Tread the solo route

July 23, 2014, DHNS:

The top most benefit of a solo holiday is finding out that you can do it! Also, that no one is present around you to dictate how your holiday should be is an icing on the cake, avows Reshma Krishnamurthy Sharma.

A recent blockbuster Hindi film, Queen, traced the story of a young woman, Rani (Kangana Ranaut), from a conservative family, who decides to go solo on her honeymoon trip, after her fiance calls off the wedding. Her journey of self-discovery, while making for a delightful movie, also drives home the reality of space, individuality and freedom that most Indian women crave for in our patriarchal setup.

There’s a lot of apprehension regarding a woman travelling alone. Indian parents, no matter how old and mature their daughters are, put their foot down on solo travel, and certainly don’t give in to their wishes without a fight. To add to it, increasing crime rate against women does not paint a happy picture for a lady who wants to go on a trip alone.

Few though they might be, there are Indian women who travel on their own. Says Shivya Nath, a travel blogger, “While on the outset it may seem like not many Indians travel solo, I think more women are taking the plunge, or at least opening up to the idea of travelling alone.

 It’s the reason why I took to blogging and writing, because I wanted to share the joys of going solo, of finding friends in strangers, of learning to trust your own gut, and the sheer liberation you feel when you discover a place on your own terms.” 

Another trend catching up with young women is that of going on a solo trip just before they get married. They believe that’s a privilege every girl should have before she goes from being a maiden to a wife.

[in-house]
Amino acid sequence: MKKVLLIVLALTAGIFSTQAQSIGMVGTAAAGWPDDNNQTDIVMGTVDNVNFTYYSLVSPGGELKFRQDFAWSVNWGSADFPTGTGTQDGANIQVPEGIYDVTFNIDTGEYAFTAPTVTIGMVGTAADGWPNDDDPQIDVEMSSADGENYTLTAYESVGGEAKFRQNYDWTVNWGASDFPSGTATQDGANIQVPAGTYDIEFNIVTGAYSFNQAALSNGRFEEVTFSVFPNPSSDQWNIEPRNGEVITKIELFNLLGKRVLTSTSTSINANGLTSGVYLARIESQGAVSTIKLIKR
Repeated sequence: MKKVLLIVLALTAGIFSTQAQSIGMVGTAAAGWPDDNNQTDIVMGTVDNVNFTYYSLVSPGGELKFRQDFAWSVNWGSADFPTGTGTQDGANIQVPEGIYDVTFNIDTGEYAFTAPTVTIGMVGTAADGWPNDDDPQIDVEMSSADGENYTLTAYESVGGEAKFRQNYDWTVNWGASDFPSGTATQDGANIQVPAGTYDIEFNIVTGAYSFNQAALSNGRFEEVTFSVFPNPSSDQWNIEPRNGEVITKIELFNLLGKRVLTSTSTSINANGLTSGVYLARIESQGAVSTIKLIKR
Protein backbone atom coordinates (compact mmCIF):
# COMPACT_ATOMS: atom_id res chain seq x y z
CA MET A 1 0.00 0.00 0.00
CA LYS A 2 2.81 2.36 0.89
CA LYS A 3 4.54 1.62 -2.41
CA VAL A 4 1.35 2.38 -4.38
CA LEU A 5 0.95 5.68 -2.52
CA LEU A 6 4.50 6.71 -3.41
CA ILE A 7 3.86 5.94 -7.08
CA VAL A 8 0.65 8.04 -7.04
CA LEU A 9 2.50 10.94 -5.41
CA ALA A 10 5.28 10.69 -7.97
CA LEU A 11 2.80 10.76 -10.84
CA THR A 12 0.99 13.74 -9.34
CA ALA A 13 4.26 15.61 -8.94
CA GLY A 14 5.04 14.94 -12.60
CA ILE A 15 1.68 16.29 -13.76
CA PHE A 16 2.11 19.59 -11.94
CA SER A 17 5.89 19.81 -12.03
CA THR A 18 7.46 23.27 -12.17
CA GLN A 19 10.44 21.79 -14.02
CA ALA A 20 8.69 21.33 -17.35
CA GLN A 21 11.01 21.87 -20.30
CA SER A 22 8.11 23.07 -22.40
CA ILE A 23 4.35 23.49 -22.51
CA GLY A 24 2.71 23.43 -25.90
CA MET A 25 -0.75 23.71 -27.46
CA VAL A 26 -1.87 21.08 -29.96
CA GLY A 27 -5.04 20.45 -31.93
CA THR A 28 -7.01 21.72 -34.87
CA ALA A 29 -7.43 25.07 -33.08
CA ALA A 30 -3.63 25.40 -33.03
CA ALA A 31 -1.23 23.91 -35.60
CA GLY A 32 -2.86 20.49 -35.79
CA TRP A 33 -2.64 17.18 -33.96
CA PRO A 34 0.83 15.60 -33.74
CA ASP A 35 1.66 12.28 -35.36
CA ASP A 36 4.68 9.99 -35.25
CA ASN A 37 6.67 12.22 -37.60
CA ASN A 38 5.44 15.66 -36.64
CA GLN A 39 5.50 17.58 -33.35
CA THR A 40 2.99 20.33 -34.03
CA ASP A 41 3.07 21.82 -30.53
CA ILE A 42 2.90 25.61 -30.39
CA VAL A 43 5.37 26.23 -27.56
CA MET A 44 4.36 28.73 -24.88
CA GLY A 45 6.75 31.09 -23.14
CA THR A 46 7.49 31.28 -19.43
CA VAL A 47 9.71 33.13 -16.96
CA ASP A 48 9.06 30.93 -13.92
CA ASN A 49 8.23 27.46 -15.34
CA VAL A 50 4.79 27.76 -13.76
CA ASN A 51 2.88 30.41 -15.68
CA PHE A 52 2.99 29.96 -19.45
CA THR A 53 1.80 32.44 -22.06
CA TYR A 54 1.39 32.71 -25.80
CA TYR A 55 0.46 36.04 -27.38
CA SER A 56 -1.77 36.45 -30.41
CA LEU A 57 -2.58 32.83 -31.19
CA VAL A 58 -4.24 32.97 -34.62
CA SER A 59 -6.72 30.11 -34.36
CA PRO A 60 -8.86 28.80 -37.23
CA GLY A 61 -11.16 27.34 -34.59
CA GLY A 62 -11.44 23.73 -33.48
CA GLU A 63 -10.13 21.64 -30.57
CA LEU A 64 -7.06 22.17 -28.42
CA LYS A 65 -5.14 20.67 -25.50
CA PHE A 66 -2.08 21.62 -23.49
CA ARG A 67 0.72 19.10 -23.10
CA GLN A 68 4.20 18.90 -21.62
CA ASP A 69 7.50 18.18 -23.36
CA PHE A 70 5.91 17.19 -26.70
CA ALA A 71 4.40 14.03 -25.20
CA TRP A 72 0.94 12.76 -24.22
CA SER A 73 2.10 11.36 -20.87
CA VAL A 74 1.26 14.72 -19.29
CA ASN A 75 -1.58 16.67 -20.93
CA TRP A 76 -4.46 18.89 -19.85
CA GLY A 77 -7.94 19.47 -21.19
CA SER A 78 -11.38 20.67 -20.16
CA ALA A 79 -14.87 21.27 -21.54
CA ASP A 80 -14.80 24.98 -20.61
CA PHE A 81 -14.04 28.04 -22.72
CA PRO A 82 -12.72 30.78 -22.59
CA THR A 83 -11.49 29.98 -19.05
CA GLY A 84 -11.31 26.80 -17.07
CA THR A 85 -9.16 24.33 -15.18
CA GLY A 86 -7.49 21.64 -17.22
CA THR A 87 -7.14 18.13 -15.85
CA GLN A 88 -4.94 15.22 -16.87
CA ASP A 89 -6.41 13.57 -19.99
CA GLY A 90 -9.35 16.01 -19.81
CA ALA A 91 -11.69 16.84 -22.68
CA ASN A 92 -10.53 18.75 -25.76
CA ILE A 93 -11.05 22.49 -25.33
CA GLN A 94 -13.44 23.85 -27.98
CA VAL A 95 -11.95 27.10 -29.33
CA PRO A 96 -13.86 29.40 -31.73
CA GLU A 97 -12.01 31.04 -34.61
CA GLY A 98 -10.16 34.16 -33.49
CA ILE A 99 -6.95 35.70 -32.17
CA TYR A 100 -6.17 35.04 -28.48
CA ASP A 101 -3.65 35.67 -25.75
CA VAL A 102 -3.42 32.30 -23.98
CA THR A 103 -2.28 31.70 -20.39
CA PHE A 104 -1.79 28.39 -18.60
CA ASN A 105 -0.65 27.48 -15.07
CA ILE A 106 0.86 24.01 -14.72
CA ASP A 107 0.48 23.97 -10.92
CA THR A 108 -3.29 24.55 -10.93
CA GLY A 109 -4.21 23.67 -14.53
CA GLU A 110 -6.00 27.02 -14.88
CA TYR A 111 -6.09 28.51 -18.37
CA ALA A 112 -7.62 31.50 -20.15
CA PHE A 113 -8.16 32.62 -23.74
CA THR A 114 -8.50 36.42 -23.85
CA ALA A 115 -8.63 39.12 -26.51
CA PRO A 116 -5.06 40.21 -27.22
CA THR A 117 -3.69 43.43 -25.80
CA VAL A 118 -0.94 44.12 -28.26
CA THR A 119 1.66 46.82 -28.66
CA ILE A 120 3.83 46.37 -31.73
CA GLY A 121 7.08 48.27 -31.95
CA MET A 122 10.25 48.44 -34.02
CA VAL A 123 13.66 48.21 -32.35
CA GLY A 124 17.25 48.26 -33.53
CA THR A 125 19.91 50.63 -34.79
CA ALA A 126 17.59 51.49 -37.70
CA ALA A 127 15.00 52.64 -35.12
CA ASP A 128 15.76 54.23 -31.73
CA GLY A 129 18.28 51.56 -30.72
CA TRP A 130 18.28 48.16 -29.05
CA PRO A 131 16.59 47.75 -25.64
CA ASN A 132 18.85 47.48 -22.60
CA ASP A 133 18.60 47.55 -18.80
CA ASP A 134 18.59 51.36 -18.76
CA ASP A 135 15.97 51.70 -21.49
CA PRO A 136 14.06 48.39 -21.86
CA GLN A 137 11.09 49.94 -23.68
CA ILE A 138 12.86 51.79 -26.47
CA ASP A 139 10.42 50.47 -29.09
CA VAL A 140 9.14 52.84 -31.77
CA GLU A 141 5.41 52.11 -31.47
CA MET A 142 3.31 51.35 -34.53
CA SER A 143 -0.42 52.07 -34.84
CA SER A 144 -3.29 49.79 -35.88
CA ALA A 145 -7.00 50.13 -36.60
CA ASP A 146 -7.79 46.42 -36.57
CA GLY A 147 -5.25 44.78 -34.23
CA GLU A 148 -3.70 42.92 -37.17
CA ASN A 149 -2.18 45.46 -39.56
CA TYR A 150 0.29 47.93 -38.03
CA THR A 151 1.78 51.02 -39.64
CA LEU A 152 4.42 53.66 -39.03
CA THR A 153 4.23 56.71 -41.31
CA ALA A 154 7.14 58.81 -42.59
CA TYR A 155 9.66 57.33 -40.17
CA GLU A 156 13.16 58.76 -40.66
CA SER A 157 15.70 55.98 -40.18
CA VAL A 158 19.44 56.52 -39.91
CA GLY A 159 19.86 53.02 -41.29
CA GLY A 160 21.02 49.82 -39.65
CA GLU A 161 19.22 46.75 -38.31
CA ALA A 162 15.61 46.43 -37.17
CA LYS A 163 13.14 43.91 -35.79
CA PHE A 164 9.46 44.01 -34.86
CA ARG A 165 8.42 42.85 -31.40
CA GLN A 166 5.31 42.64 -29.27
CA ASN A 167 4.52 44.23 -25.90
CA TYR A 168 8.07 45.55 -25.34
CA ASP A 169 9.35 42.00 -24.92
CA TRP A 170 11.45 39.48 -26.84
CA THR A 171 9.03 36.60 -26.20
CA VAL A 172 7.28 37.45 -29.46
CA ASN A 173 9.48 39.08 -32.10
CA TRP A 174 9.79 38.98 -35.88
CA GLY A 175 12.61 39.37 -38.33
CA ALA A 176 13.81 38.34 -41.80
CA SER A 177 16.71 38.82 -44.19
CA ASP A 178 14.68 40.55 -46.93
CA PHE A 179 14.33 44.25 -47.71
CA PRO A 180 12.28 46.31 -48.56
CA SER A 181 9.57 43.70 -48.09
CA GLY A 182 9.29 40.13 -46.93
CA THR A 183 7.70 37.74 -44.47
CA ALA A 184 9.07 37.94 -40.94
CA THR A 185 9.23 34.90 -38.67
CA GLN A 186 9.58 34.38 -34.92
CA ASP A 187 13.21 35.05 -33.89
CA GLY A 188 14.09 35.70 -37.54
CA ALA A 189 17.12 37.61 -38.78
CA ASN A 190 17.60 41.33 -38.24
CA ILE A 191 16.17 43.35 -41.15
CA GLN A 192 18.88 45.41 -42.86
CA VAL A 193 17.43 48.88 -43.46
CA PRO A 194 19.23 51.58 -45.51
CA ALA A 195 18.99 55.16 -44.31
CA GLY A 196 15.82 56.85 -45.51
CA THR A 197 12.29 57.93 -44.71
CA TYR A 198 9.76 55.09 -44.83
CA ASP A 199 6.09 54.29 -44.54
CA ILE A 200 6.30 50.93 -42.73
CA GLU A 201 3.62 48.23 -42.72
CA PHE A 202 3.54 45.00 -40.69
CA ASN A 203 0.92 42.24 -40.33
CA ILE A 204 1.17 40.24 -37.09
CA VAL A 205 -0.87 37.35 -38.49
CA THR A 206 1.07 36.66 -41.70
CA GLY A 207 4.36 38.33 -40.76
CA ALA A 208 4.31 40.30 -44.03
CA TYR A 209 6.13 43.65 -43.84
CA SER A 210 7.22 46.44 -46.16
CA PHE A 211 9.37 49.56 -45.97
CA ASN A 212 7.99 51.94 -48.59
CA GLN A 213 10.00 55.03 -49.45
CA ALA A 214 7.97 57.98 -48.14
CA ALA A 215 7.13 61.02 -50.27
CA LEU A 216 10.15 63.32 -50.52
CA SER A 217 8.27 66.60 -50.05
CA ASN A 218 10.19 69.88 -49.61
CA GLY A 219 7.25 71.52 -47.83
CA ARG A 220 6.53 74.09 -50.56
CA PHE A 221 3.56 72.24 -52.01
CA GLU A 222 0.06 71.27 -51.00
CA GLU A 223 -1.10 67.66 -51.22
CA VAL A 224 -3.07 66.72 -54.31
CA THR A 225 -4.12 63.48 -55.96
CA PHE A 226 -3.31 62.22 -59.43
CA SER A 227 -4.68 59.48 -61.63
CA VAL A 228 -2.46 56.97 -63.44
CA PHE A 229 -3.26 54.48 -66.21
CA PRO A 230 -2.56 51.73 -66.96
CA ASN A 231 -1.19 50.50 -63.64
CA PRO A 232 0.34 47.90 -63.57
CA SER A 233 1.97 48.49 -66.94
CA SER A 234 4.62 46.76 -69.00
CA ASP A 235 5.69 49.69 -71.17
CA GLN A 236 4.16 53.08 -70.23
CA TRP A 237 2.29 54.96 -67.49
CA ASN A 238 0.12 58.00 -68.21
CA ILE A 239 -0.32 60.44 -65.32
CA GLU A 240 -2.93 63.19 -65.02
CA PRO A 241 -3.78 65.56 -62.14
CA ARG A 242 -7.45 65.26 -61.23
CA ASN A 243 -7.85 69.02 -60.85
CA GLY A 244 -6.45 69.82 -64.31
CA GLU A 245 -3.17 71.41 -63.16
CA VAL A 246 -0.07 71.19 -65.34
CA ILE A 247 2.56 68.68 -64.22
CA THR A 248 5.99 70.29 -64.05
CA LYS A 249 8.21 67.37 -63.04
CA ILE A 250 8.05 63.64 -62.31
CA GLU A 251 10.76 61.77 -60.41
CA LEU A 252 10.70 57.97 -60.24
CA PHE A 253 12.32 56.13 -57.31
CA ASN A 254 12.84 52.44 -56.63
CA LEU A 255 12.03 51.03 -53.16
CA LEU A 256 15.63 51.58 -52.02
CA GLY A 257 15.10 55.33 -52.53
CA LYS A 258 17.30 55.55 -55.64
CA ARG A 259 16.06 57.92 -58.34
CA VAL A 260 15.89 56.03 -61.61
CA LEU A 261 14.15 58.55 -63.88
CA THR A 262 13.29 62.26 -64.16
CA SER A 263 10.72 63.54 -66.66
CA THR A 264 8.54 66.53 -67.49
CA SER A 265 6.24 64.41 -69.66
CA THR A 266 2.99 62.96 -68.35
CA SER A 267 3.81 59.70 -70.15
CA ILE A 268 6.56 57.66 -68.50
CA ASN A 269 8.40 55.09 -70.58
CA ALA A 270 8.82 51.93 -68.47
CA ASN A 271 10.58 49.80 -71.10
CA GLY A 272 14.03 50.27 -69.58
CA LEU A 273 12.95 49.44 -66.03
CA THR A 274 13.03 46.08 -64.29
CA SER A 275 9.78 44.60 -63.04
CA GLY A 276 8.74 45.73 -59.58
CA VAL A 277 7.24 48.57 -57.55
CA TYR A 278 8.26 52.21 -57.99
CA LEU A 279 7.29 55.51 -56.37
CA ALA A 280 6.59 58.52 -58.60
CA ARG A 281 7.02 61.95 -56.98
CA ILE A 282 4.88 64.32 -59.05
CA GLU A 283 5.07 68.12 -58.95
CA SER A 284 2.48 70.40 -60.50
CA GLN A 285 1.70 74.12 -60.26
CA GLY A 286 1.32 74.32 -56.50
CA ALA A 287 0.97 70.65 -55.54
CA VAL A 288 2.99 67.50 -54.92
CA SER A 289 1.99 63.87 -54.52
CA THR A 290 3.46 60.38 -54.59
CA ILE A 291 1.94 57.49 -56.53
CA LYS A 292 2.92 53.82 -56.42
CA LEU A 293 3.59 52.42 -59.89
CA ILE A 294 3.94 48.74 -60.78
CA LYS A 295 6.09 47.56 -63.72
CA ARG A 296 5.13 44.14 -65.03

Reminiscing her holiday in Singapore last year, Meghana Srivatsa says, “I knew I had to fulfill my dream of going on a holiday far away from home before I was married. With a husband, it will always be ‘us time’ rather than ‘me time’, and it was important for me to be on my own for once. So when my wedding was about to be finalised, I quickly chartered out my travel plan and took off to Singapore for a week. It was one of the best things I have ever done for myself.”

Karnataka, North Kerala, Meghalaya, and even the Spiti Valley in the Himalayas are amazingly safe for women travellers, as are Singapore, Southern Spain, Bahrain and New Zealand. True, few destinations might not be all that women-friendly, but they might not be dangerous either.

Contrary to the general notions, it doesn’t take a herculean effort to stay safe during a solo trip. Simple measures like staying at hostels or crowded hotels and not staying on the outskirts – especially while abroad – carrying pepper sprays, not wandering off alone in the dark, eating in a restaurant close to your booked hotel, keeping your family members updated enroute, using the services of a trusted travel agency and the like will do.

Travel enthusiast and blogger, Mariellen Ward, explains how to take baby steps on that all-exciting journey. “If you are a first-timer, begin with a weekend jaunt to a nearby town. It makes sense to pack light. You can repeat your clothes and not carry unnecessary items like makeup kits, jewellery and more than two pairs of shoes.”

The experience of going solo is sometimes mightier and more important than the destination itself. It does not even matter if you got around to doing everything on your bucket list while at the destination; the fact that you managed a solo trip in itself can feel like a huge achievement. The top most benefit of a solo holiday is finding out that you can do it! You will find that you are stronger and more capable than you think.

It will give you a huge boost of confidence and pride, making you feel more alive than you have ever felt before. An added perk, apart from discovering yourself, is that no one is present around you to dictate how your holiday should be; you may sleep like a log or wake up early and not miss a beautiful sunrise because of somebody else!

Says Padmini Balaram, who is in her early sixties, and indulges in solo travel every now and then, “After I retired from my career in banking, I wanted to travel around the world, a wish that had been long pending in my life.

When I found that my family and friends were not as keen, I decided to travel solo, and I am extremely glad to have done that. I can fulfill my travel fancies, without having to accommodate others’ convenience or budgets. It is quite liberating!”

Make a solo trip safe with a sound plan. Because when you have a plan, you will be confident about handling any emergencies that might come your way, and soon, you will be hooked to the concept. Even if you decide to never go solo again, it’ll be an experience to remember.

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